Back in late February, Tom Friedman wrote the following about our senior senator:
And for those Republicans who think this is only a loser, Senator Graham says think again: “What is our view of carbon as a party? Are we the party of carbon pollution forever in unlimited amounts? Pricing carbon is the key to energy independence, and the byproduct is that young people look at you differently.” Look at how he is received in colleges today. “Instead of being just one more short, white Republican over 50,” says Graham, “I am now semicool. There is an awareness by young people that I am doing something different.”
But today, we have the following release from some of his erstwhile young fans:
Youth Activists Demand S.C. Leadership on Energy and Climate Legislation
(Columbia, SC) – Responding to Senator Lindsey Graham’s withdrawal from federal energy legislation and the offshore oil disaster, youth activists in South Carolina have called on the Senator to renew his leadership.
“Students at Clemson were proud to stand behind our hometown Senator in pushing for federal energy and climate legislation,” says Gabriel Fair, co-president of Clemson University’s Student for Environmental Action. “Lindsey Graham’s leadership really encouraged the young people who are fighting to cut carbon pollution and create a clean energy economy in this state.”
Over the previous months, Graham has led in federal energy and climate legislation. In February editorial in the New York Times, Thomas Friedman quoted Graham saying, “I have been to enough college campuses to know if you are 30 or younger this climate issue is not a debate. It’s a value. These young people grew up with recycling and a sensitivity to the environment – and the world will be better for it.”
Senator Graham’s withdrawal from the federal energy debate has disappointed students across South Carolina. “We’d like to stand behind our Senator again and hope he comes back to the table and strengthens the bill further,” says Fair.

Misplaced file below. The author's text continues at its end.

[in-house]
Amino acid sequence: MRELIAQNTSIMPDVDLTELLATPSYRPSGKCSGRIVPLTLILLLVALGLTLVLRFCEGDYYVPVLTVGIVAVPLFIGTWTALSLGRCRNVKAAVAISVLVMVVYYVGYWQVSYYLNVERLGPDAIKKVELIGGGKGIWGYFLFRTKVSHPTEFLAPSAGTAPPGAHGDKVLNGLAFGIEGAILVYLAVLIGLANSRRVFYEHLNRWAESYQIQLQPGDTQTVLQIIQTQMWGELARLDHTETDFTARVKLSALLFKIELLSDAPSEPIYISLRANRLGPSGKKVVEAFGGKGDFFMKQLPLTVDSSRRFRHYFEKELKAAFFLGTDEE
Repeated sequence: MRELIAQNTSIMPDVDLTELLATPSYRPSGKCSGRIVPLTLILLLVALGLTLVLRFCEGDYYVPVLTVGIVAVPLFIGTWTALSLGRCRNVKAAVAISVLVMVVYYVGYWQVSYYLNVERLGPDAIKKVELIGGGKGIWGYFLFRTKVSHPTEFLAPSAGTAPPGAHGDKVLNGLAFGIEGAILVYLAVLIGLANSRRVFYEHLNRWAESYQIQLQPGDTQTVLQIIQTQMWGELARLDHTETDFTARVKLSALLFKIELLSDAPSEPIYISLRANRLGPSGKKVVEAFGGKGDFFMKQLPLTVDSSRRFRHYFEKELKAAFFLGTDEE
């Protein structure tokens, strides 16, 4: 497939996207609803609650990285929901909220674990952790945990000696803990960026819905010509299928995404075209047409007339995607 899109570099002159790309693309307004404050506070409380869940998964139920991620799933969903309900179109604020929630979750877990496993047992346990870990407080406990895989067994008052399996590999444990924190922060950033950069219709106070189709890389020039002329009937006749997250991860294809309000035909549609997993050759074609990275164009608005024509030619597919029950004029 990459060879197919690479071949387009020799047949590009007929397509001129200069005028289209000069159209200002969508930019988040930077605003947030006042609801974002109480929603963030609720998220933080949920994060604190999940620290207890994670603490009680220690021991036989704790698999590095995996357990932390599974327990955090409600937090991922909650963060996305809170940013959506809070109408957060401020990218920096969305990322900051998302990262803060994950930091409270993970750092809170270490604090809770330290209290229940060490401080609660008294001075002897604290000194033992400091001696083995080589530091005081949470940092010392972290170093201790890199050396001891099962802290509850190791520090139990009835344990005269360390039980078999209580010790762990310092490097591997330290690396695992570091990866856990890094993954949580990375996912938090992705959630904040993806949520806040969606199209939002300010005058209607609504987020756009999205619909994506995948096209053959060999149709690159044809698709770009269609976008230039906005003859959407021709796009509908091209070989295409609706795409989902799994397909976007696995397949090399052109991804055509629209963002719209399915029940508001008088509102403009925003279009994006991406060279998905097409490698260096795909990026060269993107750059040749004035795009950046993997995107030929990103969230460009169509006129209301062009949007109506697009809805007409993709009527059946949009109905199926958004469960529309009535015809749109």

Students in South Carolina are looking for the jobs comprehensive energy and climate legislation would produce. According to Winthrop University student Lorena Hildebrandt, “Young people face the highest unemployment rates in this country right now. Like many of my friends, I’ll be graduating college soon and looking for a job. That’s why building a new clean energy economy is so important to young people. It’s absolutely necessary we pass comprehensive federal legislation to create a clean energy economy.”
Graham’s backing away from the process occurs at a crucial time for federal energy legislation.
In light of the unfolding oil disaster in the Gulf of Mexico, Americans are reconsidering our country’s dependence on oil. Recent polls have indicated that the Deepwater Horizon explosion has actually bolstered support for federal climate legislation, while support for drilling is falling.
According to a poll conducted last week by Clean Energy Works, 61 percent of Americans now favor a climate bill that would cut carbon pollution. Meanwhile, CBS News reported this week that forty-one percent of Americans feel the risks of offshore drilling are too high, up from twenty-eight percent in 2008.
Students on the coast are worried about what Graham’s pulling out will mean for federal legislation on energy and climate. “We’re disappointed here on the coast that Senator Graham walked away from federal energy and climate legislation,” says Marissa Mitzner, Sustainability Coordinator at Coastal Carolina University. “Especially with the oil disaster in the Gulf unfolding and our own South Carolina coasts vulnerable to the impacts of climate change and the threat of oil drilling, we need Senator Graham’s leadership more than ever.”
Face it, senator: You’re not even “semicool” now, not with the kids.
As for what a cool guy like me thinks, well, I’d certainly appreciate a better understanding about why the Dems’ recent moves on immigration mean you can’t lead on this.
Oh, and kids — Tom Friedman didn’t write that in “and editorial.” It was a column. He doesn’t write editorial.